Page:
Increased Precautions We're Taking in Response to COVID-19
As updates on the impact of the coronavirus continue to be released, we want to take a moment to inform you of the heightened preventative measures we have put in place at Northeast Pennsylvania Comprehensive Treatment Centers to keep our patients, their families, and our employees safe. All efforts are guided by and in adherence to the recommendations distributed by the CDC.

In adherence to the social distancing recommendations provided by the CDC, we have implemented strict protocols at our clinic to ensure the safety of our patients and staff.

  • Patients who have active symptoms of illness or a fever of 100 degrees or higher must call ahead to arrange after-hours dosing.
  • The number of people allowed inside the building at any given time is restricted based on county, state, and federal guidelines.
  • The number of people waiting in line is restricted based on county, state, and federal guidelines, and those present must maintain a minimum distance of six feet from one another.
  • To maintain line restrictions, patients are asked to wait in their cars until direction is given.

For specific information regarding these changes and limitations, please contact us directly.

Please note that for the safety of our patients, their families, and our staff, on-site visitation is no longer allowed at Northeast Pennsylvania Comprehensive Treatment Centers.

  • This restriction has been implemented in compliance with updated corporate and state regulations to further reduce the risks associated with COVID-19.
  • Alternate methods of communication for other services are being vetted and may be offered when deemed clinically appropriate.

For specific information regarding these changes and limitations, please contact us directly.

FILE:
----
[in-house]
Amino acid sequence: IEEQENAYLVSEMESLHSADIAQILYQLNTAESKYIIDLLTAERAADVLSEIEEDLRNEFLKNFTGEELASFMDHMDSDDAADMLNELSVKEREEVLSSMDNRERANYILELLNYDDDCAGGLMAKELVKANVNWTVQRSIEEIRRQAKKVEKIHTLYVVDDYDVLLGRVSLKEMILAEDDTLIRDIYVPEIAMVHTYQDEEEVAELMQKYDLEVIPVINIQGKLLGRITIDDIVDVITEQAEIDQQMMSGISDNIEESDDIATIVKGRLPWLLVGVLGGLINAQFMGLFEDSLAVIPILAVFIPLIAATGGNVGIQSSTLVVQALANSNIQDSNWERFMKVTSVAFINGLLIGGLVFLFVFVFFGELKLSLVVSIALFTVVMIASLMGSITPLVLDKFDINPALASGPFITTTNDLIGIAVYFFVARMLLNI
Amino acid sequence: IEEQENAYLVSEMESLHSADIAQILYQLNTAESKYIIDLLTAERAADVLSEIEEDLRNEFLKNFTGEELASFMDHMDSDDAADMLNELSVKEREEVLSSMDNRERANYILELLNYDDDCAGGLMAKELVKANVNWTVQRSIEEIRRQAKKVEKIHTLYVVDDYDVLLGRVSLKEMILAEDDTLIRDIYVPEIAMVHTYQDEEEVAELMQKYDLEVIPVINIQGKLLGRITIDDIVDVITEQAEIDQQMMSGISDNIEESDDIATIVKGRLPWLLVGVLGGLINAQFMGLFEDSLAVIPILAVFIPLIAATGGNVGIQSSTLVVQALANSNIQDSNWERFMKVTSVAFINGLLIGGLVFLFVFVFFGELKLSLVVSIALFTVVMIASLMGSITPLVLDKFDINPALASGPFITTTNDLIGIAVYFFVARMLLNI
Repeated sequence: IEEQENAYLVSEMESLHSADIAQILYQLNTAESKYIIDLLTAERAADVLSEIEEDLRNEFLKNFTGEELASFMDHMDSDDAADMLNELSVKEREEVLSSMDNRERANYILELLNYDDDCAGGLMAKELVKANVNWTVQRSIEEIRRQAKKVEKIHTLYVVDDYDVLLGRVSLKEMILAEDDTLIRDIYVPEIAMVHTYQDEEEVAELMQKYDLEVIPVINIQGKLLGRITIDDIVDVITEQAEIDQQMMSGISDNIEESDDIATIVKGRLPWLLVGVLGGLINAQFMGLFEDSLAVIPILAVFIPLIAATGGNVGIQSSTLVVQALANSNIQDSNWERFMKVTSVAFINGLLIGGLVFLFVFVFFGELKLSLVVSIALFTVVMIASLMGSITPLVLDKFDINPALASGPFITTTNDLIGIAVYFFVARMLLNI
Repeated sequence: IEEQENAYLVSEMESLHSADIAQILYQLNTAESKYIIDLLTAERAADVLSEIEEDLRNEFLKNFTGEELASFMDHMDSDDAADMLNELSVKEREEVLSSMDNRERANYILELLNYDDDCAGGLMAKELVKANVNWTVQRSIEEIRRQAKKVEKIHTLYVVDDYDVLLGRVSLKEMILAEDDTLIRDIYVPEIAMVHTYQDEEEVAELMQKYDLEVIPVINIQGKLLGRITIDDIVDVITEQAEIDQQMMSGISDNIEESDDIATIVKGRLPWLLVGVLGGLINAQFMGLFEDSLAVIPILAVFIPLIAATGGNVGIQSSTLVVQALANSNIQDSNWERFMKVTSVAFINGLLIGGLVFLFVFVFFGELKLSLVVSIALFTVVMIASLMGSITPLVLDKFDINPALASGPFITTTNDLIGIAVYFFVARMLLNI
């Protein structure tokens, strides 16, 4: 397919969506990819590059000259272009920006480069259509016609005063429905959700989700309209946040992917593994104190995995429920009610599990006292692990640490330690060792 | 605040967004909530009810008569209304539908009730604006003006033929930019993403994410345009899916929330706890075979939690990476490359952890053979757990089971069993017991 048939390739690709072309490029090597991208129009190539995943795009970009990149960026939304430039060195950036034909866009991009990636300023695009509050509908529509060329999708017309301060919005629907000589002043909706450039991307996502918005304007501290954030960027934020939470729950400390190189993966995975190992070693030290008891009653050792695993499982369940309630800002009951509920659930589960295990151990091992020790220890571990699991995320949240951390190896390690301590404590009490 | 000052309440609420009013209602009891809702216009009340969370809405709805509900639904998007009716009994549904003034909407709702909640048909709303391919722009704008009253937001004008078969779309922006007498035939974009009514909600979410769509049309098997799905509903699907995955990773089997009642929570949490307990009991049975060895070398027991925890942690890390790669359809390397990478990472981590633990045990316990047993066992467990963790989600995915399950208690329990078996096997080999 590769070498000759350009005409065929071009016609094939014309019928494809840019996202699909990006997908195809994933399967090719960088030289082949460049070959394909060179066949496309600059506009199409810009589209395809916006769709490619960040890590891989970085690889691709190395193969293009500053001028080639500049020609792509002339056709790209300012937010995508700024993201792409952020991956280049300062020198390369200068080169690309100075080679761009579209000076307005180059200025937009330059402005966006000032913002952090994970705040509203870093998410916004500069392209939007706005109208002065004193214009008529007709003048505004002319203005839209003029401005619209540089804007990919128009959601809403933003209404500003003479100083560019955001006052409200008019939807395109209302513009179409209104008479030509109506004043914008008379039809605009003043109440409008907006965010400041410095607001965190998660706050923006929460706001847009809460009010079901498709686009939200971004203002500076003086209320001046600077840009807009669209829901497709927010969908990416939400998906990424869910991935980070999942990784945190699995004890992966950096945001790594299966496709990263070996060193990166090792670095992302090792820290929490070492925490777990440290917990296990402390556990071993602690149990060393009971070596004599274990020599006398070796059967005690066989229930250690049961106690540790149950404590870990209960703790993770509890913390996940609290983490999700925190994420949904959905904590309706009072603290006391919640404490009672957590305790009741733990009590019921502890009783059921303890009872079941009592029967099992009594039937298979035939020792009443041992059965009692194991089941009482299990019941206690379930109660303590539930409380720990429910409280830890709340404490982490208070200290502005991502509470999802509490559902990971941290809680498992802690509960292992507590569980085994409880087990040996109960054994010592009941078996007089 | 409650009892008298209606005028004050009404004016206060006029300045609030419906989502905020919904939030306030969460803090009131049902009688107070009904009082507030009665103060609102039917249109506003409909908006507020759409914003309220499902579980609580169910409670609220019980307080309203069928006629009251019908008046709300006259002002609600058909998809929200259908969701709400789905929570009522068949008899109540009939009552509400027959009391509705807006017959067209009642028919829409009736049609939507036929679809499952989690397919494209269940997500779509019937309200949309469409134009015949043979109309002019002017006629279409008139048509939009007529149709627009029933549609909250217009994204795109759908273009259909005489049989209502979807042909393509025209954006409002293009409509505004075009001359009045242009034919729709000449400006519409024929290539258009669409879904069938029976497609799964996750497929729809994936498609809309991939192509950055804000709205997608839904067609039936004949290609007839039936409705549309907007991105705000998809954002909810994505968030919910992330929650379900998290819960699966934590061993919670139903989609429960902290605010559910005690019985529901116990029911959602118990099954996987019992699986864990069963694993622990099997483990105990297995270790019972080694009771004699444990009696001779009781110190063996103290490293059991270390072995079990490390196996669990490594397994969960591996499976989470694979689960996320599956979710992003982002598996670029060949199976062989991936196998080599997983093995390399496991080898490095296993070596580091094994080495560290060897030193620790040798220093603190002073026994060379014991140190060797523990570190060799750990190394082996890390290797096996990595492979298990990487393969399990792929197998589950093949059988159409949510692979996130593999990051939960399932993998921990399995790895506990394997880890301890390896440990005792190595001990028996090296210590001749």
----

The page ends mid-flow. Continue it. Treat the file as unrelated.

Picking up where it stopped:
CDC updates are consistently monitored to ensure that all guidance followed is based on the latest information released.

  • All staff has received infection prevention and control training.
  • Thorough disinfection and hygiene guidance has been provided.
  • Patient care supplies such as masks and hand sanitizer are being monitored and utilized.
  • Temperature and symptom screening protocols are in place for all patients and staff.
  • Cleaning service contracts have been reviewed for additional support.
  • Personal protective equipment items are routinely checked to ensure proper and secure storage.
  • CDC informational posters are on display to provide important reminders on proper infection prevention procedures.
  • We are in communication with our local health department to receive important community-specific updates.

The safety of our patients, their families, and our employees is our top priority, and we will remain steadfast in our efforts to reduce any risk associated with COVID-19.

The CDC has provided a list of easy tips that can help prevent the spread of the coronavirus.

  • Avoid close contact with people who are sick.
  • Cover your cough or sneeze with a tissue and then immediately dispose of the tissue.
  • Avoid touching your eyes, nose, and mouth.
  • Clean and disinfect objects and surfaces that are frequently touched.
  • Wash your hands often with soap and water for at least 20 seconds.
  • Stay home when you are sick, except to get medical care.

For detailed information on COVID-19, please visit

Suboxone Frequently Asked Questions

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How do I know if Suboxone is right for me?

Suboxone, a proven effective and safe medication, is utilized in the treatment of those who are grappling with an opioid addiction. If you have found yourself dependent on opioids, consuming a medication such as Suboxone within a medication assisted treatment program can allow you to put an end to your dangerous abuse of opioids all while no longer being burdened with cravings or withdrawal symptoms. To be sure if Suboxone is the appropriate medication for you, speak with your provider who can evaluate what your treatment needs are so that he or she can recommend the best course of care.